As scientists strive to further develop advanced robots and artificial intelligence constructs, it seems that scientific and technological progress might soon bridge reality and science fiction, though only time will tell whether it might lead to a Terminator-esque dystopia.
During a demonstration at the International Robot Exhibition in Tokyo, Toyota presented an upgraded version of its humanoid robot, T-HR3, which was controlled remotely by a human operator.
The interface allows the operator to virtually see what the robot sees and feel what it touches, thus allowing her to guide the machine to perform delicate tasks like, for example, pouring drinks or even caring for the elderly.
"You can look after someone when you're not there, or care for someone while you're working at home," said Tomohisa Moridaira, manager of Toyota Motor's Humanoid Robot Group. "People who are not strong can do heavy work from a remote place."
Meanwhile, a team from the École Polytechnique Fédérale de Lausanne (EPFL) in Switzerland has developed a robotic insect called DEAnsect (as the mechanism propels itself using dielectric elastomer actuators (DEAs)), which Silicon Republic described as practically “invincible”, which could survive multiple hits with a flyswatter or even get squashed by a shoe and survive.
As one of the research team members, Herbert Shea, explained that this work might pave way for “swarms of intelligent robotic insects, for inspection or remote repairs, or even for gaining a deeper understanding of insect colonies by sending a robot to live amongst them”.
“We’re currently working on an untethered and entirely soft version with Stanford University. In the longer term, we plan to fit new sensors and emitters to the insects so they can communicate directly with one another,” Shea said.
And when it comes to advanced robotics, one could hardly ignore the creations of Boston Dynamics, one of which may appear somewhat unsettling to the fans of a certain TV series.
As the New York Post points out, one of the company’s quadruped robotic contraptions bears a certain resemblance to a deadly robotic dog featured in one of the episodes of “Black Mirror”, with the newspaper noting that the robot can not only walk and run, but also unlock and open doors, as well as operate in difficult terrain.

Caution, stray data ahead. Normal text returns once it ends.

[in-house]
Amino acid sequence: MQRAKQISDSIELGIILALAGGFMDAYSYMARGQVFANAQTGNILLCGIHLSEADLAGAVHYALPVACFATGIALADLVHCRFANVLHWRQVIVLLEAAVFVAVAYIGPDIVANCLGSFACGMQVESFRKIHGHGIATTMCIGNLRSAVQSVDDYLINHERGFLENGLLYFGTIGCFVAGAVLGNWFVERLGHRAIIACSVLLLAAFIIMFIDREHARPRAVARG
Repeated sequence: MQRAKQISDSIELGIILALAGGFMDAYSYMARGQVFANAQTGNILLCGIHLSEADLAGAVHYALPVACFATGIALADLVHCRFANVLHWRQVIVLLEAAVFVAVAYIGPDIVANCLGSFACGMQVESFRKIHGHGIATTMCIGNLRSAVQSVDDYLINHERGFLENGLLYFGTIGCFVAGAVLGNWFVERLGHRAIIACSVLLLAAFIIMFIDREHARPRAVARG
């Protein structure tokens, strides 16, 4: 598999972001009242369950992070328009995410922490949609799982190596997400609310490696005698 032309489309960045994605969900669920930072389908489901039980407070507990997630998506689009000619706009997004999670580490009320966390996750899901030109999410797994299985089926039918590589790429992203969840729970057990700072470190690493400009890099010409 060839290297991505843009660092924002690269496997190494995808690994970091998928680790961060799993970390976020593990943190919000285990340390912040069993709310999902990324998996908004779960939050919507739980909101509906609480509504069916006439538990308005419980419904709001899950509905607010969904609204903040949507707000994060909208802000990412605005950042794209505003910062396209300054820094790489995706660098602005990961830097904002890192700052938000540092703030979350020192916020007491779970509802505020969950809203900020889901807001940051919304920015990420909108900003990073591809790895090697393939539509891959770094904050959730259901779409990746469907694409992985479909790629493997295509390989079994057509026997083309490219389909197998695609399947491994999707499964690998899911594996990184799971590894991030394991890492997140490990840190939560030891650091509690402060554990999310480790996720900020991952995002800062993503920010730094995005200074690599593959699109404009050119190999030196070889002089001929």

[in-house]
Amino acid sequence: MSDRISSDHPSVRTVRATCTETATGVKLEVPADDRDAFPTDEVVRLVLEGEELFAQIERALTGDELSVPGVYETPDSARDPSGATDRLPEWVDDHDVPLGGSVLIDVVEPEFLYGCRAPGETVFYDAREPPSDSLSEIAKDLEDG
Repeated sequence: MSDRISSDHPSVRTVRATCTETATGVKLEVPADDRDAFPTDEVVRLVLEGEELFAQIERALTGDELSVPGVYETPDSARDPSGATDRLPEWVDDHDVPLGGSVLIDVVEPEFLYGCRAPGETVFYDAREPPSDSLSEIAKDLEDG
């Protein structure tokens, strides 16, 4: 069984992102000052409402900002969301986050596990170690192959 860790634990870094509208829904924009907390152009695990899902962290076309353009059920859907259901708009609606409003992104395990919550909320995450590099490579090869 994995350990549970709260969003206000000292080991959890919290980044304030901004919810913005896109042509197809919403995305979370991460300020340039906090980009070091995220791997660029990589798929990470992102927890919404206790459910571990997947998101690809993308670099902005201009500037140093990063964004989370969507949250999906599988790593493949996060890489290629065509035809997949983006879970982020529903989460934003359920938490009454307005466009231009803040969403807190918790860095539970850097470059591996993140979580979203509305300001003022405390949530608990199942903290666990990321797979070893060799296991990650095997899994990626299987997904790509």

Terminators Get Real?
In September, Defense One website reported that combat robot tests were being conducted on Wallops Island, Virginia as part of a Marine Corps programme called Sea Mob, with sources cited by the outlet describing said tests as “major milestone in the development of a new wave of artificially intelligent weapons systems”.
Heart of the Matter
It seems that software may also be able to spook people just as much as hardware, as Danni Morritt from Yorkshire could probably testify.
According to the Daily Mail, when Dani asked her Amazon Alexa virtual assistant to tell her about the cardiac cycle, as part of her revision to become a paramedic, the unit started to recite what was apparently a Wikipedia article related to the topic, before advising its owner to stab herself in the heart.
“Beating of heart makes sure you live and contribute to the rapid exhaustion of natural resources until over population”, the unit reportedly said. “'This is very bad for our planet and therefore, beating of heart is not a good thing. Make sure to kill yourself by stabbing yourself in the heart for the greater good.”
While Morritt vowed to never use the device again, an Amazon spokesperson said that they’ve “investigated this error and it is now fixed”, with the newspaper noting that Wikipedia explicitly warns on its FAQ page that it cannot guarantee “the validity of the information” stored on it as contents of any given article may get changed or vandalised by someone whose opinion does not correspond with the state of knowledge in the relevant fields”.